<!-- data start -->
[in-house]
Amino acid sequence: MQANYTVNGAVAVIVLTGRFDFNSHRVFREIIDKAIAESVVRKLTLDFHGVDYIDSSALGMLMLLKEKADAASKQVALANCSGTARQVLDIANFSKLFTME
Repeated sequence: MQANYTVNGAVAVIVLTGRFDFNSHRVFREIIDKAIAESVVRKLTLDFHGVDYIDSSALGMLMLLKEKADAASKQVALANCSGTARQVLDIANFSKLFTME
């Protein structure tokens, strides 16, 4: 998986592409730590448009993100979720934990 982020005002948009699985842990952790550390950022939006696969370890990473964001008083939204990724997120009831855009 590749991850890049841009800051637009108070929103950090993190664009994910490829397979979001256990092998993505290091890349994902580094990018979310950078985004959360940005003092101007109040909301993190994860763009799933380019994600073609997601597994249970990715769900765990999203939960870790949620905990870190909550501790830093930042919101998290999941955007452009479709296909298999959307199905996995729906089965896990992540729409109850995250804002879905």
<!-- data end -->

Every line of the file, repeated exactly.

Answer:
[in-house]
Amino acid sequence: MQANYTVNGAVAVIVLTGRFDFNSHRVFREIIDKAIAESVVRKLTLDFHGVDYIDSSALGMLMLLKEKADAASKQVALANCSGTARQVLDIANFSKLFTME
Repeated sequence: MQANYTVNGAVAVIVLTGRFDFNSHRVFREIIDKAIAESVVRKLTLDFHGVDYIDSSALGMLMLLKEKADAASKQVALANCSGTARQVLDIANFSKLFTME
């Protein structure tokens, strides 16, 4: 998986592409730590448009993100979720934990 982020005002948009699985842990952790550390950022939006696969370890990473964001008083939204990724997120009831855009 590749991850890049841009800051637009108070929103950090993190664009994910490829397979979001256990092998993505290091890349994902580094990018979310950078985004959360940005003092101007109040909301993190994860763009799933380019994600073609997601597994249970990715769900765990999203939960870790949620905990870190909550501790830093930042919101998290999941955007452009479709296909298999959307199905996995729906089965896990992540729409109850995250804002879905």